limited as far as possible” (Suay and Ballester 2002). In addition to a depletion of acetylcholinesterase, fluoride produces alterations in phospholipid metabolism and/or reductions in the biological energy available for normal brain functions (see section later in this chapter on neurochemical effects). In addition, the possibility exists that chronic exposure to AlFx can produce aluminum inclusions with blood vessels as well as in their intima and adventitia. The aluminum deposits inside the vessels and those attached to the intima could cause turbulence in the blood flow and reduced transfer of glucose and O2 to the intercellular fluids. Finally histopathological changes similar to those traditionally associated with Alzheimer’s disease in people have been seen in rats chronically exposed to AlF (Varner et al. 1998).
Studies of NaF
One of the most frequently cited and much discussed studies reporting a link between fluoride and behavior is by Mullenix et al. (1995). The study involved administering NaF to rats at different ages. Two groups of rats were exposed to NaF during gestation by subcutaneous injections given to pregnant dams. Other groups of rats received NaF in water beginning at weaning. Another set of rats was exposed to NaF in water in adulthood. Because of differences in the treatment regimes, procedures involved with the transport of animals at different ages, and other alterations in methods between the age groups, the data from the study are meaningful only if they are considered separately.
In “experiment 1,” pregnant dams were subcutaneously injected with NaF at 0.13 mg/kg either on gestational days 14-18 (one or two injections per day, for a total of nine injections) or on days 17-19 (three injections per day). In “experiment 2,” NaF at 75, 100, 125, or 175 mg/L was administered in the drinking water to rats at 21 days of age for 6-20 weeks. In “experiment 3,” 12-week-old rats were given NaF at 100 mg/L in drinking water for 5-6 weeks. Behavioral tests were performed on prenatally treated and weanling rats at 9 weeks of age, and adult-treated rats were tested at the end of their exposure period. Concentrations of fluoride in plasma in seven brain regions were measured at the time of sacrifice.
To appreciate the data generated by the testing procedures, some details of the testing methods and data analysis used in the Mullenix et al. study must be considered. The methods used were ones developed earlier to quantify animal behavior by using computer-based methods (Kernan et al. 1987, 1988: Kernan and Mullenix 1991). The basic procedures involved
the following: The animals were tested in pairs consisting of a treated and a control rat. They were placed in a Plexiglas chamber divided in the middle by a Plexiglas wall to make two adjacent testing chambers. This wall had several holes in it. Thus, each rat could see, hear, and smell its pair-mate. The actual floor space available to each animal was approximately 10 in by 10 in. The chamber was an unusual trapezoidal design with the walls slanting outward from the floor. This shape was created to enhance the clarity of images of the rats recorded by two video cameras. One camera was placed above the testing chambers and another was off to one side. Both were aligned so as to encompass the testing areas of both animals. Sprague-Dawley albino rats were used in the experiments and, to further enhance the pictures, the side away from the horizontally placed camera was black. The floor was also black.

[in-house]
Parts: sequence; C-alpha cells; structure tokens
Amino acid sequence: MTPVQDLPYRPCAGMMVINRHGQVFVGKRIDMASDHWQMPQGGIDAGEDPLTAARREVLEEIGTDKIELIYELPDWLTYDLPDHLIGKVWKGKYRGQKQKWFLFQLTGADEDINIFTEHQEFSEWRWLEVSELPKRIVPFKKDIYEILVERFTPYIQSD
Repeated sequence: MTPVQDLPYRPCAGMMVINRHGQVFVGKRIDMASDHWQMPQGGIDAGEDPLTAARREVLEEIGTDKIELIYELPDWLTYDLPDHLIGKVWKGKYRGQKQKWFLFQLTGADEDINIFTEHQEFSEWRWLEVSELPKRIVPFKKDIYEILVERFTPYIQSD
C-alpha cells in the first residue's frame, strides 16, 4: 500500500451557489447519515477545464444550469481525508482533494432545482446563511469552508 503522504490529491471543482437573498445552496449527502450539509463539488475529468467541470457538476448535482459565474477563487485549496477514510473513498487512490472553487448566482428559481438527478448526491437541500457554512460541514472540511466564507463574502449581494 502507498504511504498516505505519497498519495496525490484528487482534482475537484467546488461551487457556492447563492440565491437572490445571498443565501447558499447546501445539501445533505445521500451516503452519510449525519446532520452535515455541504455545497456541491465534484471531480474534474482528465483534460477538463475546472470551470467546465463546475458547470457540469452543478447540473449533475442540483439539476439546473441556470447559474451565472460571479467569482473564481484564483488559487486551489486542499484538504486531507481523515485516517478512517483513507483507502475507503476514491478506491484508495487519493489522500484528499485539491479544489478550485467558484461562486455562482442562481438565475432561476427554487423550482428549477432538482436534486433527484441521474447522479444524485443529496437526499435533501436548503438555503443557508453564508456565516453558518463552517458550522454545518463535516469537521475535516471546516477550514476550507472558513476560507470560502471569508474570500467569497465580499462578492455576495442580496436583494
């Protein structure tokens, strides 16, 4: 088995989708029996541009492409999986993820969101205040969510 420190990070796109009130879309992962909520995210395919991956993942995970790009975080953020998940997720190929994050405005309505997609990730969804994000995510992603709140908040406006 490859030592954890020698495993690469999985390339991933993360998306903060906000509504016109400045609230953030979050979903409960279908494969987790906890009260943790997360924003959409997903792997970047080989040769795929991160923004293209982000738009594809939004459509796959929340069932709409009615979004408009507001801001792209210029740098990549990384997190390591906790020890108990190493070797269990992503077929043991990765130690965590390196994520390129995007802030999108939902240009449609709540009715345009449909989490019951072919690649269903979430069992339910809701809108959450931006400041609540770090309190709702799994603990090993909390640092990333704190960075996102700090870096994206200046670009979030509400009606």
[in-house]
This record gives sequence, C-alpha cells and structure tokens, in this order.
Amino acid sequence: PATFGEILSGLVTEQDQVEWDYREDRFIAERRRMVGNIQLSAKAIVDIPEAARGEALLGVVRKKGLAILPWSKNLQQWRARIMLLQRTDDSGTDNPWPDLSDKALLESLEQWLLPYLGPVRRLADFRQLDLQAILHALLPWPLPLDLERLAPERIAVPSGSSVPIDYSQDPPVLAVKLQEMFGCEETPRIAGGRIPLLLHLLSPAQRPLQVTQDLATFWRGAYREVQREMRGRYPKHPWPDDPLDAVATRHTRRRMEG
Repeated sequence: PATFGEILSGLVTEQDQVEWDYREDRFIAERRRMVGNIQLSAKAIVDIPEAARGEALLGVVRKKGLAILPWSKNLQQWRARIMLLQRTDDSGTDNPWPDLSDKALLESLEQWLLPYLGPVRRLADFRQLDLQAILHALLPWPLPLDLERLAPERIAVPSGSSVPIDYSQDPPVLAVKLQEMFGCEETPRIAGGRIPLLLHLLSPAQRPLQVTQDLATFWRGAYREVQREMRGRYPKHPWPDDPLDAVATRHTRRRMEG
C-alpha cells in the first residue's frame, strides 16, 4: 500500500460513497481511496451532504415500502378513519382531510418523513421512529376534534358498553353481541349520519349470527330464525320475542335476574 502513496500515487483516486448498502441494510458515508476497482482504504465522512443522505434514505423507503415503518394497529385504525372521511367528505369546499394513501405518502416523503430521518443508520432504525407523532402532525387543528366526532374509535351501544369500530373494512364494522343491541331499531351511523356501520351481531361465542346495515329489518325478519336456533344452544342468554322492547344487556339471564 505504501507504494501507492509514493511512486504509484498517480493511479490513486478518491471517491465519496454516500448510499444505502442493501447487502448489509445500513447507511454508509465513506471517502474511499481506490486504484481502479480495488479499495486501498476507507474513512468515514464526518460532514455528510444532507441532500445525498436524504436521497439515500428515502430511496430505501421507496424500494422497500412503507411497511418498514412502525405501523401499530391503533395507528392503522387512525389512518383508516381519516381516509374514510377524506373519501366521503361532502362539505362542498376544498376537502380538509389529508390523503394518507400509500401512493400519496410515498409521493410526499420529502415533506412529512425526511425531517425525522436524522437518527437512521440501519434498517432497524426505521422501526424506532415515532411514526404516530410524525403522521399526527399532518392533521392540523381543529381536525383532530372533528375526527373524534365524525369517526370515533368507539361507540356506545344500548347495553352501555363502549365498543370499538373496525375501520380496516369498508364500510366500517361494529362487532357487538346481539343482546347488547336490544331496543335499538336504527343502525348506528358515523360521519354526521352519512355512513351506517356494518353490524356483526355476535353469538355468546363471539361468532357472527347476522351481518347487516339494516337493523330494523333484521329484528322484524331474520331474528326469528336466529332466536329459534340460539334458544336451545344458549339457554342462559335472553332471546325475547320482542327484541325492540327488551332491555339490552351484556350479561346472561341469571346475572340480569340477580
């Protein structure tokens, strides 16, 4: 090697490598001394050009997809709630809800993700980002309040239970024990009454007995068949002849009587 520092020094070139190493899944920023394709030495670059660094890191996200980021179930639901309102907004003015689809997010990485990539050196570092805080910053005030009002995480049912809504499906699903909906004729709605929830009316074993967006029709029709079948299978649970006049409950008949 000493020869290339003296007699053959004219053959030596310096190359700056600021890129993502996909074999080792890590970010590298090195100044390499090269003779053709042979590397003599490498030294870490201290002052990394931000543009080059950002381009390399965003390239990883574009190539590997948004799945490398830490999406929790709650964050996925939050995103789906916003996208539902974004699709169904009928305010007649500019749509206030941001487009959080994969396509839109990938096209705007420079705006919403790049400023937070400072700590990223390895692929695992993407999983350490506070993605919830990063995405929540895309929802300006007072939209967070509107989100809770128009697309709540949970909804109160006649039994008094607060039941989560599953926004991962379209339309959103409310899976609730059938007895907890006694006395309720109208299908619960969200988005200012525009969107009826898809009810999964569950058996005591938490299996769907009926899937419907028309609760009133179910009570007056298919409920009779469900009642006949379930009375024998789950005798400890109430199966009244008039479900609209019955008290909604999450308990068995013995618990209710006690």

The two video cameras recorded the behavior of both animals simultaneously. The cameras were programmed to take still photos of the animals every second for the 15-minute testing period. Thus, the cameras sent 900 pictures of each animal during a single test period. The computer was programmed to detect five bodily positions, eight “modifiers” (apparently this term means an action with a presumptive goal), and several combinations of postures and modifiers. In all, the computer could record more than 100 combinations of positions, modifiers, and combinations of one or more of the measures indicating the “presumed intentions” of the animals (e.g., groom/attention). For each of these postures or actions or combinations, the number of times it was initiated, the total time spent doing it, and the distribution of the act throughout the 15-minute period were calculated separately for each rat.
In experiment 1, none of the rats treated on gestational days 14-18 showed any behavioral differences from controls. However, among rats treated on gestation days 17-19, male rats were reported to be more active than controls. The increase in activity was attributed to increased instances of grooming and head turning and not enhanced locomotor movement. Plasma concentrations of fluoride were comparable to those of the controls. Fluoride concentrations in the brain were not measured in this group.
In experiment 2, high mortality was observed in the highest treatment group (175 mg/L), and testing was discontinued at that concentration. Female rats exposed to NaF at 125 mg/L had fewer instances of sitting, spent less time sitting, had fewer head turns, and had fewer clusters of grooming bouts than controls. They also showed a reduction in the groom/attention composite index. Females exposed to fluoride in drinking water at 100 mg/ L for 6 weeks showed behavioral changes related to grooming, including reduced grooming bouts, reductions in persistent grooming periods, and the grooming/attention cluster. However, these effects were not seen among the females treated for longer periods (20 weeks). Among male rats, changes